Dec 30th, 2014
Once I set foot on the main road of the island, I started hitchhiking. That’s still inside the village. Guess what? The first vehicle in view stopped!! Wasn’t lovely?! (Applause!) – a young fellow in a pick-up truck. I got in with childish cheers, possibly infected by the kindergarten babies. 😉 “Do you go to Pakse? Pakse?” He nodded first and then shook his head…… That could be confusing, but no worries. 🙂 We drove on with the sunshine glowing on my face. When we just exited the bridge connecting the island and the shore, which was built by the Chinese, there was a traffic control point, where two policemen in white uniform sitting there lazily in the warm sunshine of early morning. The driver asked me to stay in the car and went to the police. To me, the most amazing thing about hitchhiking isn’t that it extends the possibility of traveling or people can be so kind, but the very trust between absolute strangers. That’s amazing, encouraging and even touching. How many times I simply left all my valuable things, including credit card and passport inside a truck and went for some errands. How many times the drivers let me stay inside their vehicles while leaving for minutes or even hours? Nowadays, the easy trust between strangers are becoming more and more difficult, which simply makes the existence of hitchhikers and those picking them up a lift of the faith for our species!
The police did not make any trouble and we drove on. Since he didn’t speak a word of English, and all the Lao I know were “I am from China.”, “I don’t have money.” and “Thank you!”, there wasn’t much conversation going on, so I spent more time reading Arabian Nights. He stopped at about 40 km to Pakse. I suddenly realized “That’s why he first nodded then shook his head when I asked him if he was heading for Pakse.” I thanked him, walked a while and crossed a bridge. Under the bridge there were two boats floating in the tranquil creek. I waved to those kids inside one boats, took photos of them and they waved back, with excited smiles.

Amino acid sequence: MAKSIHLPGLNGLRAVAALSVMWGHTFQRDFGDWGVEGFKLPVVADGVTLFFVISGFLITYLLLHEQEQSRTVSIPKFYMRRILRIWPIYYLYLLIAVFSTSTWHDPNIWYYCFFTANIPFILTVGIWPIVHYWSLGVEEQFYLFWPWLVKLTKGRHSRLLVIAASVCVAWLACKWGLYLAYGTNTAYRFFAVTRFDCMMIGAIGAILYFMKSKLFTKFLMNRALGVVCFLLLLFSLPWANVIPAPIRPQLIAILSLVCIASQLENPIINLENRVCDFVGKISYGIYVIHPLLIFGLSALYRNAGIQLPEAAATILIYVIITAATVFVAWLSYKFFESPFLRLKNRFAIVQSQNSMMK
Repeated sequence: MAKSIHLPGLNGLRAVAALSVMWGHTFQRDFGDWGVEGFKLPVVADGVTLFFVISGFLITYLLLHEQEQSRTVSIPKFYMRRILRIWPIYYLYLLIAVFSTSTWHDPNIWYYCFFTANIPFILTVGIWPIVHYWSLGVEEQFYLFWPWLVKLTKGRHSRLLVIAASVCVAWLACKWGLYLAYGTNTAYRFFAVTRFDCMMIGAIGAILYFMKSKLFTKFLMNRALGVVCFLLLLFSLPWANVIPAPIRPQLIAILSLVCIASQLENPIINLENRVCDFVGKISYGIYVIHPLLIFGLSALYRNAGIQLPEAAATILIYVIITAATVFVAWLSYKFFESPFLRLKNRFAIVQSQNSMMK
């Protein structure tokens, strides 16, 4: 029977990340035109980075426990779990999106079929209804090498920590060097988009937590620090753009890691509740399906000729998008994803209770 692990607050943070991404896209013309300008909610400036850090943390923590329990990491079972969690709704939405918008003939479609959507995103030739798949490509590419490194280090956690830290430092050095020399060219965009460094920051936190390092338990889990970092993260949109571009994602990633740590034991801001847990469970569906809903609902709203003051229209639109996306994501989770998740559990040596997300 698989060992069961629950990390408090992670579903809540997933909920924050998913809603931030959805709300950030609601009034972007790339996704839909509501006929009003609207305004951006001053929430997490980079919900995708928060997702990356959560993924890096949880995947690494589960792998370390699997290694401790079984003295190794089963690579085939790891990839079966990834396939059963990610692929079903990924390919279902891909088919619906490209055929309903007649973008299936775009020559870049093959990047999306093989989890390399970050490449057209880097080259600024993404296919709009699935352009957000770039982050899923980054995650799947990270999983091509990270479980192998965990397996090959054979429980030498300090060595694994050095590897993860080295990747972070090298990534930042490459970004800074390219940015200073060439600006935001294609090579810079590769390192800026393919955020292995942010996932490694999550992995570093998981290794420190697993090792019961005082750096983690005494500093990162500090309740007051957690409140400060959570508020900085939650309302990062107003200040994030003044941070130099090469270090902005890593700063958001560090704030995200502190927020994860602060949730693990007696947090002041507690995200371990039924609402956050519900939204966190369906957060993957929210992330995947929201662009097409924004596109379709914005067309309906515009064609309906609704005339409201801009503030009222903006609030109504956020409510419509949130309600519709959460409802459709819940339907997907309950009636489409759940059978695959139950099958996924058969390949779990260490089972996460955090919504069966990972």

I waited for quite a while until the next ride came. Hitchhikers like me can be so easily spoiled. 😛 If we’ve just experienced easy hitchhiking, these experiences stay so deeply in our minds that we become easily disappointed and even frustrated when hard situation comes up. Yesterday, not many vehicles were on the road, but almost every 1 in 3 vehicles would stop for me! and I witnessed so much kindness! My heart was so full with the sunniness of strangers and my mind was so overwhelmed by these impressions that I had the illusion that indifference and hard-heartedness were forever gone and already something unknown to me — That’s not true.
The second ride was by a scooter. This scooter looked totally shabby and even had a scale fastened on the back seat, but still the driver asked for money, quite some money actually. “I don’t have money!” I stated shamelessly and even cheerfully and proudly. 😛 The pride of owning such freedom and guts, you know. 😉 He hesitated and said it’s ok. He drove me to the edge of Pakse, where I could go to Thailand directly. He was a cheerful and nice guy after all. Again and for the last time, I left the hubbub of Pakse behind and headed out.